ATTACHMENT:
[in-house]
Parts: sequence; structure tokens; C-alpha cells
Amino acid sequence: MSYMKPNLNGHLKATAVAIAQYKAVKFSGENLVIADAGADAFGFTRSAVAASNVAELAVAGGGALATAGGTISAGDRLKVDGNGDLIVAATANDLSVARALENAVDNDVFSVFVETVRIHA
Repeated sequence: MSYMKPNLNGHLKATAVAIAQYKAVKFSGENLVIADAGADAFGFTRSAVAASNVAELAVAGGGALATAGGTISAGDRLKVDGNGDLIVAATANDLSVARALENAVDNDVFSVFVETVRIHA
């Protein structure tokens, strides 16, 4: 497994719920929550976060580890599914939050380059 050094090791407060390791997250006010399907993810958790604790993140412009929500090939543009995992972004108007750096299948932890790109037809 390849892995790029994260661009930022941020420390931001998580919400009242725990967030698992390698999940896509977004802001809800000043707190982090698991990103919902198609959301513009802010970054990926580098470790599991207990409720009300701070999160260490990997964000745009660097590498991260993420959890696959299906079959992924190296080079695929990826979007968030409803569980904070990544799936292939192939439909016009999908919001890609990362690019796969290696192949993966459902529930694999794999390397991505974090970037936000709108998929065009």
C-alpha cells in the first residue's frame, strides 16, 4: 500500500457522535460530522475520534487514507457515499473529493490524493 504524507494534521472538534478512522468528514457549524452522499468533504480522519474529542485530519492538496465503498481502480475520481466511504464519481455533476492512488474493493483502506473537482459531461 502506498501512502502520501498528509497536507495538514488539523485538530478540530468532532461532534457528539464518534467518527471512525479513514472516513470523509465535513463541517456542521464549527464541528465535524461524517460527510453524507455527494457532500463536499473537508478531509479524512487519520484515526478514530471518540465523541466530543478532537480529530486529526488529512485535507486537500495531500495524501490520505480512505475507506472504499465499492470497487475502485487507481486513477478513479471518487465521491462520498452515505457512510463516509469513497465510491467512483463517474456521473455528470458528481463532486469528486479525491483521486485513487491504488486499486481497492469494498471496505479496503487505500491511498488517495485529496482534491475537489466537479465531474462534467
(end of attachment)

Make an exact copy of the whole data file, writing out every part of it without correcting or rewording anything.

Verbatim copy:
[in-house]
Parts: sequence; structure tokens; C-alpha cells
Amino acid sequence: MSYMKPNLNGHLKATAVAIAQYKAVKFSGENLVIADAGADAFGFTRSAVAASNVAELAVAGGGALATAGGTISAGDRLKVDGNGDLIVAATANDLSVARALENAVDNDVFSVFVETVRIHA
Repeated sequence: MSYMKPNLNGHLKATAVAIAQYKAVKFSGENLVIADAGADAFGFTRSAVAASNVAELAVAGGGALATAGGTISAGDRLKVDGNGDLIVAATANDLSVARALENAVDNDVFSVFVETVRIHA
């Protein structure tokens, strides 16, 4: 497994719920929550976060580890599914939050380059 050094090791407060390791997250006010399907993810958790604790993140412009929500090939543009995992972004108007750096299948932890790109037809 390849892995790029994260661009930022941020420390931001998580919400009242725990967030698992390698999940896509977004802001809800000043707190982090698991990103919902198609959301513009802010970054990926580098470790599991207990409720009300701070999160260490990997964000745009660097590498991260993420959890696959299906079959992924190296080079695929990826979007968030409803569980904070990544799936292939192939439909016009999908919001890609990362690019796969290696192949993966459902529930694999794999390397991505974090970037936000709108998929065009």
C-alpha cells in the first residue's frame, strides 16, 4: 500500500457522535460530522475520534487514507457515499473529493490524493 504524507494534521472538534478512522468528514457549524452522499468533504480522519474529542485530519492538496465503498481502480475520481466511504464519481455533476492512488474493493483502506473537482459531461 502506498501512502502520501498528509497536507495538514488539523485538530478540530468532532461532534457528539464518534467518527471512525479513514472516513470523509465535513463541517456542521464549527464541528465535524461524517460527510453524507455527494457532500463536499473537508478531509479524512487519520484515526478514530471518540465523541466530543478532537480529530486529526488529512485535507486537500495531500495524501490520505480512505475507506472504499465499492470497487475502485487507481486513477478513479471518487465521491462520498452515505457512510463516509469513497465510491467512483463517474456521473455528470458528481463532486469528486479525491483521486485513487491504488486499486481497492469494498471496505479496503487505500491511498488517495485529496482534491475537489466537479465531474462534467